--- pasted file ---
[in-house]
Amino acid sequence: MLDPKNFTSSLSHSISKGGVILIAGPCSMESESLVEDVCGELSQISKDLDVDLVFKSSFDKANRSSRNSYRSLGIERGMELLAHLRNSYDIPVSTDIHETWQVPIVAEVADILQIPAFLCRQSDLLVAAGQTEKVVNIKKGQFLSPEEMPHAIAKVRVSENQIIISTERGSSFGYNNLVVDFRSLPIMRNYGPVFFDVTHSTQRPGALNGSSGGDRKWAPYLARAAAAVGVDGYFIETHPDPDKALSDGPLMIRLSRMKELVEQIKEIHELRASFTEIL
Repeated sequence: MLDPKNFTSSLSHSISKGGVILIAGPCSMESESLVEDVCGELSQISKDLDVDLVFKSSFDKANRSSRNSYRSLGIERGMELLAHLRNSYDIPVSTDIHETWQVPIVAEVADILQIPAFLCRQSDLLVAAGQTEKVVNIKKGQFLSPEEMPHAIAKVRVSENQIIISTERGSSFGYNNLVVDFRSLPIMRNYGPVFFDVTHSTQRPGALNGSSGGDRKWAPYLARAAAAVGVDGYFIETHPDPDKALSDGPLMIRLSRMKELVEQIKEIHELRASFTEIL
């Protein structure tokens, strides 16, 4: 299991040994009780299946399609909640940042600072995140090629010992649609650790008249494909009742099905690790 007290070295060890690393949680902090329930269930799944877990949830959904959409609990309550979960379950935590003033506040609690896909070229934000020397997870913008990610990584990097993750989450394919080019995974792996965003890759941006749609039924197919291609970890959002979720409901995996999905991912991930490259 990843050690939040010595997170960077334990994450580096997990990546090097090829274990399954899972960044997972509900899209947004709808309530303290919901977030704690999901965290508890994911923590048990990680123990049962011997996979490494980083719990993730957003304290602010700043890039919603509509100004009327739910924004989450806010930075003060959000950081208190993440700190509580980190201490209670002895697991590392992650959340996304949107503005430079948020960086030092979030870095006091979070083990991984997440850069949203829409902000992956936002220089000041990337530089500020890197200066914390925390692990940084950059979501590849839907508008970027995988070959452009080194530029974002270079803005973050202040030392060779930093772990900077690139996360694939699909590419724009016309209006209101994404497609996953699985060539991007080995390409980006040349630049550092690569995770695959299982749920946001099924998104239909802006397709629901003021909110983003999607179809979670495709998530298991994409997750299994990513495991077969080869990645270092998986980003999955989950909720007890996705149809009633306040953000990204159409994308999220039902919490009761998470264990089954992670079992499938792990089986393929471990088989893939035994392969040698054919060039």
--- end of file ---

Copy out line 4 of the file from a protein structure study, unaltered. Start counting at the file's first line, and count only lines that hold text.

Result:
């Protein structure tokens, strides 16, 4: 299991040994009780299946399609909640940042600072995140090629010992649609650790008249494909009742099905690790 007290070295060890690393949680902090329930269930799944877990949830959904959409609990309550979960379950935590003033506040609690896909070229934000020397997870913008990610990584990097993750989450394919080019995974792996965003890759941006749609039924197919291609970890959002979720409901995996999905991912991930490259 990843050690939040010595997170960077334990994450580096997990990546090097090829274990399954899972960044997972509900899209947004709808309530303290919901977030704690999901965290508890994911923590048990990680123990049962011997996979490494980083719990993730957003304290602010700043890039919603509509100004009327739910924004989450806010930075003060959000950081208190993440700190509580980190201490209670002895697991590392992650959340996304949107503005430079948020960086030092979030870095006091979070083990991984997440850069949203829409902000992956936002220089000041990337530089500020890197200066914390925390692990940084950059979501590849839907508008970027995988070959452009080194530029974002270079803005973050202040030392060779930093772990900077690139996360694939699909590419724009016309209006209101994404497609996953699985060539991007080995390409980006040349630049550092690569995770695959299982749920946001099924998104239909802006397709629901003021909110983003999607179809979670495709998530298991994409997750299994990513495991077969080869990645270092998986980003999955989950909720007890996705149809009633306040953000990204159409994308999220039902919490009761998470264990089954992670079992499938792990089986393929471990088989893939035994392969040698054919060039």